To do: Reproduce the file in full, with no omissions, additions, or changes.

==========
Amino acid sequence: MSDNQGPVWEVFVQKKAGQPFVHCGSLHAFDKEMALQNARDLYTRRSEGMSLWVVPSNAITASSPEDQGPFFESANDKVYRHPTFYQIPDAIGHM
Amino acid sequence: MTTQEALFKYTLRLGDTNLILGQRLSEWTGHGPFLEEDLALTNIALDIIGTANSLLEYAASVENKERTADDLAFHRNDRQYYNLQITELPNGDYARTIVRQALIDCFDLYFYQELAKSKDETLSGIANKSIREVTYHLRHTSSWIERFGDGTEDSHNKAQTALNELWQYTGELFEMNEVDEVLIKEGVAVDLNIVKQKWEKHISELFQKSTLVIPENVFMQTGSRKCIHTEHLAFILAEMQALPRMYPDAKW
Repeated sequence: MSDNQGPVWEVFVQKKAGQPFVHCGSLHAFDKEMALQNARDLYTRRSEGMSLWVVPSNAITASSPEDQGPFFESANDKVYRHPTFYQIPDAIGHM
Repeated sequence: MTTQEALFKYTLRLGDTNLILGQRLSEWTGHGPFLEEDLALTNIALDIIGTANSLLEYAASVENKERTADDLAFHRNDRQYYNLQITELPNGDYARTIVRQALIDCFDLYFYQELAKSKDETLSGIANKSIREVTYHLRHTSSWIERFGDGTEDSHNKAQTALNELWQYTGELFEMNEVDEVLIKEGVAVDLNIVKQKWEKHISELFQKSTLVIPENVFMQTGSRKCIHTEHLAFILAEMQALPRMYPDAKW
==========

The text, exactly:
Amino acid sequence: MSDNQGPVWEVFVQKKAGQPFVHCGSLHAFDKEMALQNARDLYTRRSEGMSLWVVPSNAITASSPEDQGPFFESANDKVYRHPTFYQIPDAIGHM
Amino acid sequence: MTTQEALFKYTLRLGDTNLILGQRLSEWTGHGPFLEEDLALTNIALDIIGTANSLLEYAASVENKERTADDLAFHRNDRQYYNLQITELPNGDYARTIVRQALIDCFDLYFYQELAKSKDETLSGIANKSIREVTYHLRHTSSWIERFGDGTEDSHNKAQTALNELWQYTGELFEMNEVDEVLIKEGVAVDLNIVKQKWEKHISELFQKSTLVIPENVFMQTGSRKCIHTEHLAFILAEMQALPRMYPDAKW
Repeated sequence: MSDNQGPVWEVFVQKKAGQPFVHCGSLHAFDKEMALQNARDLYTRRSEGMSLWVVPSNAITASSPEDQGPFFESANDKVYRHPTFYQIPDAIGHM
Repeated sequence: MTTQEALFKYTLRLGDTNLILGQRLSEWTGHGPFLEEDLALTNIALDIIGTANSLLEYAASVENKERTADDLAFHRNDRQYYNLQITELPNGDYARTIVRQALIDCFDLYFYQELAKSKDETLSGIANKSIREVTYHLRHTSSWIERFGDGTEDSHNKAQTALNELWQYTGELFEMNEVDEVLIKEGVAVDLNIVKQKWEKHISELFQKSTLVIPENVFMQTGSRKCIHTEHLAFILAEMQALPRMYPDAKW